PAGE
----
How Second Time Founders Can Win and Avoid Common Mistakes

by James Currier (@JamesCurrier). James is a General Partner at NFX, a seed and series A venture firm based in San Francisco.

Second Time Founders Manual - Knowns and Unknowns

This is the first essay in the NFX Second Time Founders Manual, a collection of essays and resources for Founders starting their second, third, or subsequent company.

As a Second Time Founder, you have lessons and networks from your first experience that set you up for success.

For instance, in my second company, I knew who to bring onto my team. I could easily raise capital. I could make decisions twice as fast.

But with these advantages came disadvantages. I didn’t seek out as much advice as I still needed. I spent my own money for 2 years but didn’t operate with the same precision as when I was spending other people’s money. I was more hesitant to launch.

It turns out these are all common Second Time Founder behaviors. I wish I had known about them beforehand. So here are our compiled lists.

Potential Advantages of Second Time Founders

The 5 main advantages you have —that you need to leverage or you’re lost— are the following:

    1. Your network. As we’ve written about, the value of your network compounds over time. Having built that network running the last company, you get to benefit from it.
    2. You can raise capital more easily. Investors believe you will make fewer mistakes because you’ve already made many on someone else’s dime. Investors believe you will move faster, hire better, and shoot higher because you’re a veteran and have a network.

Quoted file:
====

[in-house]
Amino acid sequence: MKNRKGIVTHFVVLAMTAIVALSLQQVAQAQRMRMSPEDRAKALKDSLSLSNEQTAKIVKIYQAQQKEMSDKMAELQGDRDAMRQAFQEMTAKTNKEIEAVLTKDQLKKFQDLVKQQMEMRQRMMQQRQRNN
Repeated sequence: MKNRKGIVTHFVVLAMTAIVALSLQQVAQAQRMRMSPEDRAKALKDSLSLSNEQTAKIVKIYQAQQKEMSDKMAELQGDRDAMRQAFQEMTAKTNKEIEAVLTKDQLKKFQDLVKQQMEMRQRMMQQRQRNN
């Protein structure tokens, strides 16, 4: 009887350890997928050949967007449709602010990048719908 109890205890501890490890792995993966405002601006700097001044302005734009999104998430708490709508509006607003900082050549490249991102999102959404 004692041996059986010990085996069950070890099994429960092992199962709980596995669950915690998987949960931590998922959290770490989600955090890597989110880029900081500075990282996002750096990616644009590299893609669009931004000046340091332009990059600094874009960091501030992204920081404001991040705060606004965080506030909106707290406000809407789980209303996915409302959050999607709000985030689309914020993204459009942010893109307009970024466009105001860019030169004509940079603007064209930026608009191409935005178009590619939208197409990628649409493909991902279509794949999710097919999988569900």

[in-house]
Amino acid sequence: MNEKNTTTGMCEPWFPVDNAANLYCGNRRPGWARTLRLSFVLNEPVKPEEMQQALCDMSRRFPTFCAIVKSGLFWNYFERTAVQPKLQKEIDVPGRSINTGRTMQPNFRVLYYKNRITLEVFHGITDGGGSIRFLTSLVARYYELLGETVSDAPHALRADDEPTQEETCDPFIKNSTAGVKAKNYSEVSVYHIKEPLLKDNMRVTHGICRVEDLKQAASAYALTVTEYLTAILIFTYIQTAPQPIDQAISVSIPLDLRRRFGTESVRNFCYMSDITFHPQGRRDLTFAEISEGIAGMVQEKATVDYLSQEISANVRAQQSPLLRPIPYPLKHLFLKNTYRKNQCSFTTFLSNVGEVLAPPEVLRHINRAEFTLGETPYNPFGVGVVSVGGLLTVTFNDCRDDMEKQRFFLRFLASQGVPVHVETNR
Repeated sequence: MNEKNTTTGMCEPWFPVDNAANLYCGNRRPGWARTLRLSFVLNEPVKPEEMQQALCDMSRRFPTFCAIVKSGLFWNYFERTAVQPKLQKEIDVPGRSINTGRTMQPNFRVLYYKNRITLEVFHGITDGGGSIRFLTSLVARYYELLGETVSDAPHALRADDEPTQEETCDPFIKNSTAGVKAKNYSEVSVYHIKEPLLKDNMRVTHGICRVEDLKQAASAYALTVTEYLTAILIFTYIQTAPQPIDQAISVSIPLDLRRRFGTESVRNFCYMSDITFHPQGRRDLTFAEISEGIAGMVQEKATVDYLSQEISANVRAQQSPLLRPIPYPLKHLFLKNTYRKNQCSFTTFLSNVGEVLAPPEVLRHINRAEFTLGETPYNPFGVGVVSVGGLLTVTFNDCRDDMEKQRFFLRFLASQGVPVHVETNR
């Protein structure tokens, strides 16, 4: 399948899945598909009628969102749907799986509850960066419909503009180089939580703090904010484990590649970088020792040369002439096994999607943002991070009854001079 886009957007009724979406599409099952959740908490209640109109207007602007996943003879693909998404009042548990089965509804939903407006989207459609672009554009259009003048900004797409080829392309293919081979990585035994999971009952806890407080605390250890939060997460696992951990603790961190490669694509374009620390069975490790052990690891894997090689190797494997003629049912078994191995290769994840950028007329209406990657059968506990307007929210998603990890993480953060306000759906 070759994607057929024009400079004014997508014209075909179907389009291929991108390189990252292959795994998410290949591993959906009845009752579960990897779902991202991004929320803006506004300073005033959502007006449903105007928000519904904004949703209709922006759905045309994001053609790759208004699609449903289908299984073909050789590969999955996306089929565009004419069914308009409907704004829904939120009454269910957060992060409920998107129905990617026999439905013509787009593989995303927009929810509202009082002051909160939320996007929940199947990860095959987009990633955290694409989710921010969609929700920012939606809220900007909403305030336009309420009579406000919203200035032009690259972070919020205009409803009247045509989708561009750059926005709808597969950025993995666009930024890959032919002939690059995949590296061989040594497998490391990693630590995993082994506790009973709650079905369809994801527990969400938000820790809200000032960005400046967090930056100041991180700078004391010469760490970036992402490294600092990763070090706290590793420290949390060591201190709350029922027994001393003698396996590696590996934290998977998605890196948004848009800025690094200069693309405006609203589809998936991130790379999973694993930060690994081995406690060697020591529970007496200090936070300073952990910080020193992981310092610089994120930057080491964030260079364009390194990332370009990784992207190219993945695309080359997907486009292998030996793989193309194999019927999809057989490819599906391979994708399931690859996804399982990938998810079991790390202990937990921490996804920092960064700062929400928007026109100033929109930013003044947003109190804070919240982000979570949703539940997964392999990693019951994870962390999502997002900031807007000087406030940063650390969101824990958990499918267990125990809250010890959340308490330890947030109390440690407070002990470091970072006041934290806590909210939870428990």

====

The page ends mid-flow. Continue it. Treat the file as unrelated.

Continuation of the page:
3. You can hire a better team. You know more people, and you know who the top 5% of them are. Again, your network. They trust you to lead them for the same reasons the VCs trust you. It may make no sense, but it’s an advantage, so take it.
    4. You can make better decisions. Because you have more experience, and because you know more smart experienced people and can call them to ask for advice, you should be able to make better decisions. Again, your network.
    5. You can make faster decisions. You have less confusion because you’ve got a better sense of what excellence looks like. You have a sense of what the high benchmarks are.

 

Common Disadvantages

At the same time, there are mistakes that Second Time Founders tend to make.

1. Overconfidence

Second Time Founders tend to be overconfident. You might expect things to happen for you. You might not be willing to dig as deep as you did as a first time Founder. There’s a risk of feeling entitled and becoming superficial.

2. Not Asking “Stupid” Questions

VCs and employees will trust you more as a Second Time Founder, and the problem is you might believe it too much. It can become a trap for your ego. It can become a block to your pursuit of beginner’s mind and your own learning. As a Second Time Founder, the reason you want to go through a second time is to keep learning. It’s a vehicle for you to become the best person you can be. Keep asking questions and keep learning fast.

3. Surrounding Yourself with Sycophants

Another trap is to surround yourself with sycophants and “yes people” who are hoping you know all the answers. This is where it really gets ugly. When you believe too much in your own stuff, you spend too much money, and your board is pushing you to grow and go big before any of the fundamentals are in and before you have founder-market fit and product-market fit. This keeps you from being humble and from looking at the fundamentals. You must surround yourself with people who are going to tell you the truth. Don’t see challenges to your thinking as friction. See it as keeping you grounded and improving your chances of success.